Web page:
• Medical history: routine treatments before admission, history of stroke, heart failure, or coronary artery disease. Hypertension and dyslipidaemia were self-reported and/or inferred from blood pressure- and lipid-lowering agents, respectively. Additionally, we collected data to measure possible overweightness (body mass index (BMI) ≥ 25 kg/m2) and obesity (BMI ≥ 30 kg/m2). BMI was calculated using the formula: weight (kg)/height2 (m2). Weight and height were measured within 24 h of hospital admission.

  • Biomarkers: HbA1c (high performance liquid chromatography variant); total and HDL cholesterol (colorimetric assay on homogenous phase and cholesterol dosage by cholesterol oxidase), triglycerides (colorimetric assay), and LDL-cholesterol (calculated using the Friedewald formula). All these measurements were performed on plasma from fasting individuals using a Cobas 6000 analyzer (Roche diagnostics). Serum creatinine was measured (colorimetry, Kone Optima, Thermolab System, Paris La Défense, France) and creatinine clearance estimated (using the Chronic Kidney Disease-Epidemiology Collaboration equation). The urinary albumin/creatinine ratio (UACR) was measured (laser immunonephelometry, BN100, Dade-Behring, Paris, France).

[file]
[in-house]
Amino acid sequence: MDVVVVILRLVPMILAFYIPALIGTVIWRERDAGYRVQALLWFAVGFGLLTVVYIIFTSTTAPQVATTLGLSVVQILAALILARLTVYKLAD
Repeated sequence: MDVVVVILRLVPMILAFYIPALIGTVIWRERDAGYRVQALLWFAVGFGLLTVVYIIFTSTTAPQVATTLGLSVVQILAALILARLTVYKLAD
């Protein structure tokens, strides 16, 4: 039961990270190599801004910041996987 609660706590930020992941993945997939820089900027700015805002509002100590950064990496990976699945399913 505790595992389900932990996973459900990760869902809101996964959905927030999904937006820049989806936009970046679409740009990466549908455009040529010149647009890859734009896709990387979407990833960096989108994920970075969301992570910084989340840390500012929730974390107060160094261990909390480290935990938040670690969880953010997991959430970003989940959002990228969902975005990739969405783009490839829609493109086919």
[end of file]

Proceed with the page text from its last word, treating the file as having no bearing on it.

• Diabetes-related complications: retinopathy (defined as any medical argument for a retinopathy); nephropathy [defined as renal failure (estimated creatinine clearance < 60 mL/min) and/or albuminuria (UACR > 3 mg/mmol)]; neuropathy (defined as any sign or symptoms of polyneuropathy); peripheral arterial occlusive disease (stenosis measured 50% by ultrasound examination); macroangiopathy (defined as peripheral arterial occlusive disease or history of stroke, heart failure or coronary artery disease).

Statistical analyses